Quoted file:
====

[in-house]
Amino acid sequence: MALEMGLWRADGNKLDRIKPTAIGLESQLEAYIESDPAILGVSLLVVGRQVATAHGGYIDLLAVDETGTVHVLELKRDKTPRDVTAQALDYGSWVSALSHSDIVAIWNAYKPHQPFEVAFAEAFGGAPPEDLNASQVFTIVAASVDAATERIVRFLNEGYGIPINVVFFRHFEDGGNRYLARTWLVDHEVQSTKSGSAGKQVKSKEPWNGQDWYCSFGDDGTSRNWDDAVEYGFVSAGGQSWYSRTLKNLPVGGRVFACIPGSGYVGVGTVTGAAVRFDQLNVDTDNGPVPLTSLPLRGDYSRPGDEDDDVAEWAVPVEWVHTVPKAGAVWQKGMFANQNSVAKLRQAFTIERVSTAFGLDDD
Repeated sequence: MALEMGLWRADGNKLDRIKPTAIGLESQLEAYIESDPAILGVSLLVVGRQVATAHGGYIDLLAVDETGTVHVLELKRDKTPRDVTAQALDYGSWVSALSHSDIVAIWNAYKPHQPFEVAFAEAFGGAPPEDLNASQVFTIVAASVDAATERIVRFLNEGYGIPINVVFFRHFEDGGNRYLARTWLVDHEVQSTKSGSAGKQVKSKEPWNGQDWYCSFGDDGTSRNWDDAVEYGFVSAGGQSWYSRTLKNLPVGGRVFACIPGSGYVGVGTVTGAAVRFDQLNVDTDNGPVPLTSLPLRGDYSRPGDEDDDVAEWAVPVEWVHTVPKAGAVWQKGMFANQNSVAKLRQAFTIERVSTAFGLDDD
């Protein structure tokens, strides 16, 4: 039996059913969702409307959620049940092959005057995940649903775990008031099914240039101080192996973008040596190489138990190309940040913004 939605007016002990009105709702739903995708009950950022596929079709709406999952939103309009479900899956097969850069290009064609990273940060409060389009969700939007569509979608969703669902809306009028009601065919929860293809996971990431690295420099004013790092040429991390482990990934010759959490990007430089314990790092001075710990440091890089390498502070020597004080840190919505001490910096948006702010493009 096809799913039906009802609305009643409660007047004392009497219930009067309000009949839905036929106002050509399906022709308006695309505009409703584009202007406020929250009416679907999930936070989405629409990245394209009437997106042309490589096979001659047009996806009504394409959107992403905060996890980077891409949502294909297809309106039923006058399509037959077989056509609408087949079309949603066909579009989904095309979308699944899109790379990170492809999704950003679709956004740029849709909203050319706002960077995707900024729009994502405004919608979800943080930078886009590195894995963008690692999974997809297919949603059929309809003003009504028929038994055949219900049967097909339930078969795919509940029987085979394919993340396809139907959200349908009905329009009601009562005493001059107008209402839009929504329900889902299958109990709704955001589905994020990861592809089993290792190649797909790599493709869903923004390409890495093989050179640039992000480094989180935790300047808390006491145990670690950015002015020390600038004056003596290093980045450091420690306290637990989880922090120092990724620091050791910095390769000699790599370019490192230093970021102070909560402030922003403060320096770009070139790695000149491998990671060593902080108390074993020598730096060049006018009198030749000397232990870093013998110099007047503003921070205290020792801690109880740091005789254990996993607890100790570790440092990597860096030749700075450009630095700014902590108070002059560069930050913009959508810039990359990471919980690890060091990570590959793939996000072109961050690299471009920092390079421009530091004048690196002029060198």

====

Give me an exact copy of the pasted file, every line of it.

[in-house]
Amino acid sequence: MALEMGLWRADGNKLDRIKPTAIGLESQLEAYIESDPAILGVSLLVVGRQVATAHGGYIDLLAVDETGTVHVLELKRDKTPRDVTAQALDYGSWVSALSHSDIVAIWNAYKPHQPFEVAFAEAFGGAPPEDLNASQVFTIVAASVDAATERIVRFLNEGYGIPINVVFFRHFEDGGNRYLARTWLVDHEVQSTKSGSAGKQVKSKEPWNGQDWYCSFGDDGTSRNWDDAVEYGFVSAGGQSWYSRTLKNLPVGGRVFACIPGSGYVGVGTVTGAAVRFDQLNVDTDNGPVPLTSLPLRGDYSRPGDEDDDVAEWAVPVEWVHTVPKAGAVWQKGMFANQNSVAKLRQAFTIERVSTAFGLDDD
Repeated sequence: MALEMGLWRADGNKLDRIKPTAIGLESQLEAYIESDPAILGVSLLVVGRQVATAHGGYIDLLAVDETGTVHVLELKRDKTPRDVTAQALDYGSWVSALSHSDIVAIWNAYKPHQPFEVAFAEAFGGAPPEDLNASQVFTIVAASVDAATERIVRFLNEGYGIPINVVFFRHFEDGGNRYLARTWLVDHEVQSTKSGSAGKQVKSKEPWNGQDWYCSFGDDGTSRNWDDAVEYGFVSAGGQSWYSRTLKNLPVGGRVFACIPGSGYVGVGTVTGAAVRFDQLNVDTDNGPVPLTSLPLRGDYSRPGDEDDDVAEWAVPVEWVHTVPKAGAVWQKGMFANQNSVAKLRQAFTIERVSTAFGLDDD
């Protein structure tokens, strides 16, 4: 039996059913969702409307959620049940092959005057995940649903775990008031099914240039101080192996973008040596190489138990190309940040913004 939605007016002990009105709702739903995708009950950022596929079709709406999952939103309009479900899956097969850069290009064609990273940060409060389009969700939007569509979608969703669902809306009028009601065919929860293809996971990431690295420099004013790092040429991390482990990934010759959490990007430089314990790092001075710990440091890089390498502070020597004080840190919505001490910096948006702010493009 096809799913039906009802609305009643409660007047004392009497219930009067309000009949839905036929106002050509399906022709308006695309505009409703584009202007406020929250009416679907999930936070989405629409990245394209009437997106042309490589096979001659047009996806009504394409959107992403905060996890980077891409949502294909297809309106039923006058399509037959077989056509609408087949079309949603066909579009989904095309979308699944899109790379990170492809999704950003679709956004740029849709909203050319706002960077995707900024729009994502405004919608979800943080930078886009590195894995963008690692999974997809297919949603059929309809003003009504028929038994055949219900049967097909339930078969795919509940029987085979394919993340396809139907959200349908009905329009009601009562005493001059107008209402839009929504329900889902299958109990709704955001589905994020990861592809089993290792190649797909790599493709869903923004390409890495093989050179640039992000480094989180935790300047808390006491145990670690950015002015020390600038004056003596290093980045450091420690306290637990989880922090120092990724620091050791910095390769000699790599370019490192230093970021102070909560402030922003403060320096770009070139790695000149491998990671060593902080108390074993020598730096060049006018009198030749000397232990870093013998110099007047503003921070205290020792801690109880740091005789254990996993607890100790570790440092990597860096030749700075450009630095700014902590108070002059560069930050913009959508810039990359990471919980690890060091990570590959793939996000072109961050690299471009920092390079421009530091004048690196002029060198």